For decades, the path to a comfortable retirement for middle-income Kiwis had three key steps: buy a house, pay it off before retiring, and save hard for as long as possible to amass a decent nest egg.
But soaring home prices are making it harder to get on the property ladder, putting at risk the first step in that well-trod plan.
Younger people are waiting longer to buy their first home and are also having to save for much longer for a deposit.
At the same time, people in older age groups may be locked out of the property market after a divorce or split from a long-term partner, business failure, redundancy or ill health.
New Zealand Superannuation payments are based on covering the bare essentials, such as food and utility bills.
At $450 a week for a single person and $681 per week for a couple -before tax - they were never designed to cover rent or a mortgage.
Right now, home ownership remains strong among the over-65-year-olds.
Census figures from 2013 show three quarters of people in that age group were living in a home they partially or fully owned.
Some of those who don't live in their own home will be in rest home care.
But for the retirees of the future, home ownership is falling.
Between 2001 and 2013, home ownership among people in their 40s fell from 71.5 per cent to 60.8 per cent.
For those in their 30s, it dropped from 56.6 per cent to 43 per cent.
Currently, about 40 per cent of over-65s live off New Zealand Superannuation alone.
Another 20 per cent live off NZ Super and a small amount of savings.
But as more of those non-homeowners reach 65, that may not be so easy in the future.
Claire Matthews, a Massey University expert on financial literacy and the cost of living, believes the old strategy will need a re-think.
"I think it does need to change," she says.
"The reality is, we are going to have increasing numbers getting into retirement that do not own a home and some will have a mortgage."
One solution is to save more money, to cover renting in retirement.
How much more money?
Based on his calculations, Auckland financial adviser Simon Hassan says savers would need about $620,000 at retirement to rent a lower quartile three-bedroom home in West Auckland for 30 years, while those who own a home would spend about $110,000 on rates, insurance and maintenance over the same time.
That means saving about $510,000 extra to rent in retirement.
Moving outside Auckland could allow retirees to rent for much less.
Hassan says that at the moment it doesn't make sense to buy a house, as renting is so much cheaper, but things may not always be that way.
"What we are talking about could be a temporary problem," he says.
"In normal conditions we definitely encourage people to buy a house and pay off their mortgage as quickly as possible before retirement."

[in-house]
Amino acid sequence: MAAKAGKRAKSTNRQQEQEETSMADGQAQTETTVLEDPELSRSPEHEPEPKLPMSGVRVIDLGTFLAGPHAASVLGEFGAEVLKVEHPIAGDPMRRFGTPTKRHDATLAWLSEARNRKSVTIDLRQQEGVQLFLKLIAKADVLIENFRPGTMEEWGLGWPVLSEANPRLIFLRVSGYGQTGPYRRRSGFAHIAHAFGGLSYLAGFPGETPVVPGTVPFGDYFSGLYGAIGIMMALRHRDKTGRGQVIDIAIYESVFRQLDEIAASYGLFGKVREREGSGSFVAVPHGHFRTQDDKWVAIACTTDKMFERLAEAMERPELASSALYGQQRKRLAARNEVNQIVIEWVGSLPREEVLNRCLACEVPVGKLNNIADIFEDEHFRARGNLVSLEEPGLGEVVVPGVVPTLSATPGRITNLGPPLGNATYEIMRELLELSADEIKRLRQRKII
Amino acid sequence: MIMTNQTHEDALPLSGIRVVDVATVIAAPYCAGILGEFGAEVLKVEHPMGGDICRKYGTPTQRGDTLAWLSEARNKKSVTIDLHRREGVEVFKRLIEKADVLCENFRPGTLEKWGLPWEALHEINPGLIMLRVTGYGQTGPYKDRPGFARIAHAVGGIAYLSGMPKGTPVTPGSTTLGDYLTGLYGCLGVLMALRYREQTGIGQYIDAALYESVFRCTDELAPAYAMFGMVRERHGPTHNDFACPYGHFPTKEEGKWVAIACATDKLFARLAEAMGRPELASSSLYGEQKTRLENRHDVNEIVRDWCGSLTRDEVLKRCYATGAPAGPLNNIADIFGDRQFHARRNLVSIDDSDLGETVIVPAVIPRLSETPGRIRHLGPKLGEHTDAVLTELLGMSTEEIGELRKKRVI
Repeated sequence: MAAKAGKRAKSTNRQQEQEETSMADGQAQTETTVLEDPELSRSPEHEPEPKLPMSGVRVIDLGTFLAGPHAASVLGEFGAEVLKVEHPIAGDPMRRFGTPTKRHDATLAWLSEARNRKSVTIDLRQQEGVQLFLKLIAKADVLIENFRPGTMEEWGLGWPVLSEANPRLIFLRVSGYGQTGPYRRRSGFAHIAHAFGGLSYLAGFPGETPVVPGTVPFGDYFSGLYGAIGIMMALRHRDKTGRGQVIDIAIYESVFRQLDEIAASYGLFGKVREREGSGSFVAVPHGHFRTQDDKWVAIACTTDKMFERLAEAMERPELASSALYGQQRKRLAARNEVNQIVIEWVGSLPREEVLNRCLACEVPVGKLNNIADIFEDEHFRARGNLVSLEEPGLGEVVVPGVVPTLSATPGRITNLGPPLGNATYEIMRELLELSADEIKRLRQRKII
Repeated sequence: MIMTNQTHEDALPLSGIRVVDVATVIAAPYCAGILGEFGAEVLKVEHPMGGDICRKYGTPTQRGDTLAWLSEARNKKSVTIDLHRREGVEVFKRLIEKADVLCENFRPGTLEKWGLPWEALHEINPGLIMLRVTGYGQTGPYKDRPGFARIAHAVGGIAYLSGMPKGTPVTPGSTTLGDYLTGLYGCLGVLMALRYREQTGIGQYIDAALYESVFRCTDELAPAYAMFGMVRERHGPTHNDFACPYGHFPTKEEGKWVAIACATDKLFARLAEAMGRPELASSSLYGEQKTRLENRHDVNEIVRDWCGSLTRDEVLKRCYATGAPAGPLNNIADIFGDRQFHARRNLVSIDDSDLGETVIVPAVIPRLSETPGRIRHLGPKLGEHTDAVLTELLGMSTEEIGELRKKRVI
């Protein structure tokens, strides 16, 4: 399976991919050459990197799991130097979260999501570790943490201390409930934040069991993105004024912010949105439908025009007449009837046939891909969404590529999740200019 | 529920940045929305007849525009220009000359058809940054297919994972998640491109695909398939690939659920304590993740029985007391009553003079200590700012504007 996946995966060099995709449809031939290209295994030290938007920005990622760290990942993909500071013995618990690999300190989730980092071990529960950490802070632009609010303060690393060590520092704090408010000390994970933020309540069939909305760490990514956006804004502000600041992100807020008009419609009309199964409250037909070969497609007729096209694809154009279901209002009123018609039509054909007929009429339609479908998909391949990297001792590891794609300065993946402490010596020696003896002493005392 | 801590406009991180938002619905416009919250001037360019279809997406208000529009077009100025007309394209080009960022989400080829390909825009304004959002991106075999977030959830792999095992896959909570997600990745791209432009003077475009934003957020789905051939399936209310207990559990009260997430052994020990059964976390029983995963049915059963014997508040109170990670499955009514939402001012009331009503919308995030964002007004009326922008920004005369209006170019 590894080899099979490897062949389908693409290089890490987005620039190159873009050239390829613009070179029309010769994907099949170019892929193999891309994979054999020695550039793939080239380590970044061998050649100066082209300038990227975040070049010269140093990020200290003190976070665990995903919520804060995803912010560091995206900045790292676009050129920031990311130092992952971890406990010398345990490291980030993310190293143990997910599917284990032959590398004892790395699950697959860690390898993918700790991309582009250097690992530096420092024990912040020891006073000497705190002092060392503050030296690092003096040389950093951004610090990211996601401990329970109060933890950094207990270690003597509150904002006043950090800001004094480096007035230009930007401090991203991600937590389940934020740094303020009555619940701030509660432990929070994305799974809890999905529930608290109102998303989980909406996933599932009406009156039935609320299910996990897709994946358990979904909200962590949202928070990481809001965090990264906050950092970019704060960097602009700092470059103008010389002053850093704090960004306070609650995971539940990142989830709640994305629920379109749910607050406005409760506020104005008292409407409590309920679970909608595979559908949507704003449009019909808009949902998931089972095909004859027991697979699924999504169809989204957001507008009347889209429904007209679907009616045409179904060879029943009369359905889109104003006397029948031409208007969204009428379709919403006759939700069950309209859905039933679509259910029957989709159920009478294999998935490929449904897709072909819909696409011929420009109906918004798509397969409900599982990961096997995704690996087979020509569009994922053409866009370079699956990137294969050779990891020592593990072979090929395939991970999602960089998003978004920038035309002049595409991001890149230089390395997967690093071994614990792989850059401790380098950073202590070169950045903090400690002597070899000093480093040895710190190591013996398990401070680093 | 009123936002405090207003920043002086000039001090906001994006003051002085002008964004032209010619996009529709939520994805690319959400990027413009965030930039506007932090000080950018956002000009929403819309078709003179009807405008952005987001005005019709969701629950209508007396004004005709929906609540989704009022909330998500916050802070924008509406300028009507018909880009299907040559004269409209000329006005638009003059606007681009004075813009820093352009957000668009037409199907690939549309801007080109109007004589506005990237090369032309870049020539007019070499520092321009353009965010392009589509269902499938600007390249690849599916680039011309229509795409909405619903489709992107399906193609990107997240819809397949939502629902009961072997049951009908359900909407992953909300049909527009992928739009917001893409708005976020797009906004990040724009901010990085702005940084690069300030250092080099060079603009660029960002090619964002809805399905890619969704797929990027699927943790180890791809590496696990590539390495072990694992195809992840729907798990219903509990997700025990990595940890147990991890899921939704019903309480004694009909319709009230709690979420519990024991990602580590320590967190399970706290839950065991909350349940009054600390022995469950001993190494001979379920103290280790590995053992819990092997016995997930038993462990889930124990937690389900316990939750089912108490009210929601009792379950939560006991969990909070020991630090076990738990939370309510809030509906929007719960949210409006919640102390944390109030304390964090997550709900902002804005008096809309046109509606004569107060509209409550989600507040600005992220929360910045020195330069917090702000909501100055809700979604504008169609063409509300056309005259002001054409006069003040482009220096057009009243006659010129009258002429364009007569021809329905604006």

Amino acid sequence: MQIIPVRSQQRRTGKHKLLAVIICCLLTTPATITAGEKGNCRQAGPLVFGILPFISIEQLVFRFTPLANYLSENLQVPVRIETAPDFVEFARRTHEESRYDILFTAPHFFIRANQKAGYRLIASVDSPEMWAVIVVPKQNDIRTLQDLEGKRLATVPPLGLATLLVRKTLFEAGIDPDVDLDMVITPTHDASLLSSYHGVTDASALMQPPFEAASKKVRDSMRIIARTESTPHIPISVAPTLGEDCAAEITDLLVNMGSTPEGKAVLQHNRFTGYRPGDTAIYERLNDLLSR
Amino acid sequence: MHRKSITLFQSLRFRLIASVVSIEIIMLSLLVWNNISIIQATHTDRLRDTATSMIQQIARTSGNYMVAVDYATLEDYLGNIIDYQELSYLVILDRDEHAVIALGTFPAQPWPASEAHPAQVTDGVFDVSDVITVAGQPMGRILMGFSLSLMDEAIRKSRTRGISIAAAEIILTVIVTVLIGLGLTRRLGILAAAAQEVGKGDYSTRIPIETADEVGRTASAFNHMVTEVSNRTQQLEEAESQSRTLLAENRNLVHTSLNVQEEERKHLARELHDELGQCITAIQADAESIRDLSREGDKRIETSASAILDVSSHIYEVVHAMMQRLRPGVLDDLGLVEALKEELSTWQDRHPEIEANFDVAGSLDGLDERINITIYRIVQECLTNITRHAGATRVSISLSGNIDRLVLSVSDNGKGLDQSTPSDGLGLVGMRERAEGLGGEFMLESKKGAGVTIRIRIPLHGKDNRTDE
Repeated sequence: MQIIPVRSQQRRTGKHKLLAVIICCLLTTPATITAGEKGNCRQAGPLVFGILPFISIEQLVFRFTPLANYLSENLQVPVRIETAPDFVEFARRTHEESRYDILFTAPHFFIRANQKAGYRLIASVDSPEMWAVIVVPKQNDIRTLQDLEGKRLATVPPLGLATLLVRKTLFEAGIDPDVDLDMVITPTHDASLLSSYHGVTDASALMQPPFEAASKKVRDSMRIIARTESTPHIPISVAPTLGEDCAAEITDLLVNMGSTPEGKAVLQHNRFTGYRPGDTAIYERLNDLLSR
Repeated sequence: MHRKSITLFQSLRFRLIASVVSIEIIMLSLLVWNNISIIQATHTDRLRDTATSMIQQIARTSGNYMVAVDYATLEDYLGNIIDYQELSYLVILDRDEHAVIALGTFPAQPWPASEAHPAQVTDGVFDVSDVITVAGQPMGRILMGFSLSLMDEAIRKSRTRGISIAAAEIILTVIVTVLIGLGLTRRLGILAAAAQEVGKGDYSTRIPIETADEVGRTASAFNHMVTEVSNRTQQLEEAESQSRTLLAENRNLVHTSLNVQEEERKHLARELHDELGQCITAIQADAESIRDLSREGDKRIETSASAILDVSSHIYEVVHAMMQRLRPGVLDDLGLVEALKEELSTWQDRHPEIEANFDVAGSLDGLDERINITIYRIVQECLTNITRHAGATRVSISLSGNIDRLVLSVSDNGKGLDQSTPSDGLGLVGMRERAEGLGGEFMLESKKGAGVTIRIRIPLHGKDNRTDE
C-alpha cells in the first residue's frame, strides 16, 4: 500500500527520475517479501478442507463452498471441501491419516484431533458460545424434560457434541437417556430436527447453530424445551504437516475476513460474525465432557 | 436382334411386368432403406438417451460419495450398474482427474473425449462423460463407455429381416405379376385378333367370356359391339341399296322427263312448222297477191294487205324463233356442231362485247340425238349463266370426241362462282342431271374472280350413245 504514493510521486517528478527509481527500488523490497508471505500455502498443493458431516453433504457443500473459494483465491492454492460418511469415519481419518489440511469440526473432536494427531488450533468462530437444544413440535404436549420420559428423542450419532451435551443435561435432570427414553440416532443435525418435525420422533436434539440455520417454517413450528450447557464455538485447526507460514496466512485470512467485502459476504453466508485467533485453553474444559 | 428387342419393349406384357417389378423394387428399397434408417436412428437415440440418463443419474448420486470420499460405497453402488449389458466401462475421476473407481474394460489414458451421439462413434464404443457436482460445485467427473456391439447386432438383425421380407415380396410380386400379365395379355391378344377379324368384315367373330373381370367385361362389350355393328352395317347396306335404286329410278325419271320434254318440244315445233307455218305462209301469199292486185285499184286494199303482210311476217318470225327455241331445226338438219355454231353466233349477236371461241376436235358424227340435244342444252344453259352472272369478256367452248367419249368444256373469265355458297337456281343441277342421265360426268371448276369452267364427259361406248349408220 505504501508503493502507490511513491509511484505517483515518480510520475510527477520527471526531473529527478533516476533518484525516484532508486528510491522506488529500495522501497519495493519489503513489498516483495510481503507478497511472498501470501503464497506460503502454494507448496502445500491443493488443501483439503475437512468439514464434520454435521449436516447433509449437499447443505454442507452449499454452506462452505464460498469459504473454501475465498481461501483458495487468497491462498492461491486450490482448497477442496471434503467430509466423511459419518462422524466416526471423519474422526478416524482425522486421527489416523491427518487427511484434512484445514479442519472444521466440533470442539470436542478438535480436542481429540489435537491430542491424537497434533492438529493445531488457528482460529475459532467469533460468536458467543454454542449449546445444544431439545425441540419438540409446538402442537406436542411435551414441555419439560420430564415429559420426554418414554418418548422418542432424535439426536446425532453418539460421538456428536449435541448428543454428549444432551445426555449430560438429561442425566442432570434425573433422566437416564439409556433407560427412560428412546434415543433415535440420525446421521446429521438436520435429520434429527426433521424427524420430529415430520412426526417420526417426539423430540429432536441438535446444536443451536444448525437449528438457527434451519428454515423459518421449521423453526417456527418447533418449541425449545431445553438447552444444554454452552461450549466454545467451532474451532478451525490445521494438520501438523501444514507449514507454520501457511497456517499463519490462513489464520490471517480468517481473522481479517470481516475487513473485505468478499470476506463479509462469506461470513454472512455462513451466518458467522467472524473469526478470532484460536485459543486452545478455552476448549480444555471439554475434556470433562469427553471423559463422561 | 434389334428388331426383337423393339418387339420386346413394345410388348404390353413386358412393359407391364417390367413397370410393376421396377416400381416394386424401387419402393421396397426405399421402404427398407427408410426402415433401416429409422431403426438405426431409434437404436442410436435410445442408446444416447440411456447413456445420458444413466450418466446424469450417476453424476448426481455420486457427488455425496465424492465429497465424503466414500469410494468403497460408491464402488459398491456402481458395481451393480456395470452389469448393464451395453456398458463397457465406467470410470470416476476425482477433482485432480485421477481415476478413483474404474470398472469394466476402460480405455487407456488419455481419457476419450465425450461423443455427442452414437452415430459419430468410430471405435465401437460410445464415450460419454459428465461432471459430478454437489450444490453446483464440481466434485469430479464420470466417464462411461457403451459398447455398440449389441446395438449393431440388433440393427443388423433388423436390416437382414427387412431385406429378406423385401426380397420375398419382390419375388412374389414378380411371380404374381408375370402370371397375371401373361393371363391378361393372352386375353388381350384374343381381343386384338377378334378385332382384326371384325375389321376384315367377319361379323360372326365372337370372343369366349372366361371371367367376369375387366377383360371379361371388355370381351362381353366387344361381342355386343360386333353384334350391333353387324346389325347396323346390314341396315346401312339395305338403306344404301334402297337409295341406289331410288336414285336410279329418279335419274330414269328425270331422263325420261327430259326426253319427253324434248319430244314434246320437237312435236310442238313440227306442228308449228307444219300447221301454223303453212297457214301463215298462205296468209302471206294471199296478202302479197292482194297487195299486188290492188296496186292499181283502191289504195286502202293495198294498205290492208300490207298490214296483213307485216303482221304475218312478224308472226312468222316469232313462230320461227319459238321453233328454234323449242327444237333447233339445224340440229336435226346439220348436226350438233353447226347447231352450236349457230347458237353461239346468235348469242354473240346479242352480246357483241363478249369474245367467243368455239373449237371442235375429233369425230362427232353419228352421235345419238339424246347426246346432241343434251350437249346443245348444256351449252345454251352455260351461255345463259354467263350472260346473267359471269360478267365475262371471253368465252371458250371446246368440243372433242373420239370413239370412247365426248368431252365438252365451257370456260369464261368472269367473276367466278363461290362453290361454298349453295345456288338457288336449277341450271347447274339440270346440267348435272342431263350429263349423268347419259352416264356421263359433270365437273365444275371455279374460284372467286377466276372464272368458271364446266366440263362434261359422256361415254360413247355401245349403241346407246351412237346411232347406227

But right now, he says, the cost of buying - interest, rates and maintenance on top of a mortgage - is much more than paying rent.
"That's partly because rents haven't gone up as fast as property prices."
Hassan suggests that if you are serious about buying, think about the mortgage cost for a house where you want to live and try to put aside the difference between your rent and the mortgage.
"That way you will be saving and you will know if you can actually afford to pay a mortgage.
"After a year or two, you will not only have savings, but will prove you can live on a budget."
While it is cheaper to rent, you should still save like crazy, he says.
"It is quite reasonable to expect house prices might adjust in 10 years and change the dynamics."
And those who do wait to buy will need to quickly get on top of their debt.
At 35, a 30-year mortgage - that is cutting it pretty fine.
Personal finance expert and Herald columnist Mary Holm also says people should forget about buying a house at the moment and focus on saving.
"I would love to see people not getting too depressed about it," she says.
"Just getting into the mindset that there is another way to do this and it has advantages."
Holm says renting can offer flexibility and avoids maintenance costs.
She believes people who are saving for the longer term should be in KiwiSaver, and if they are already in a scheme, they can invest extra money in other share-based managed funds.
She says people who go down this route will effectively have to save what they would otherwise have put into a mortgage.
But Matthews is not sure it will be that easy for people to save more.
"I'm not quite so convinced," she says, "the reality is, it is very difficult."
She says people on low incomes aren't going to have the spare money to save more for retirement, and even those with enough income may lack the discipline.
"Are you earning enough to save the extra you need if you can't save enough for a deposit?
One of the things about a home loan is that it forces that discipline on you. Some people have it and others not so much.
Matthews says that with housing becoming less affordable, there will need to be an acceptance that some people will be renting for life, and the rental market will need to reflect that change.
"We haven't moved to that. The reality is, there will be people that have to rent for their whole life and we have to do that," says Matthews.
She says New Zealand needs to change tenancy laws, to ensure greater security of tenancy.
"I can sympathises with people who are tenants and constantly aware that at any time their landlord might turf them out."
Matthews says greater certainty means people will be able to plan better and hopefully save more.
But she admits future retirees are likely to rely more on the government's accommodation supplement.
"It is reasonable to suggest you could see much greater use of that. At least in the short term and possibly the medium term."
Matthews says it's hard to find out exactly how much the supplement is and who is eligible.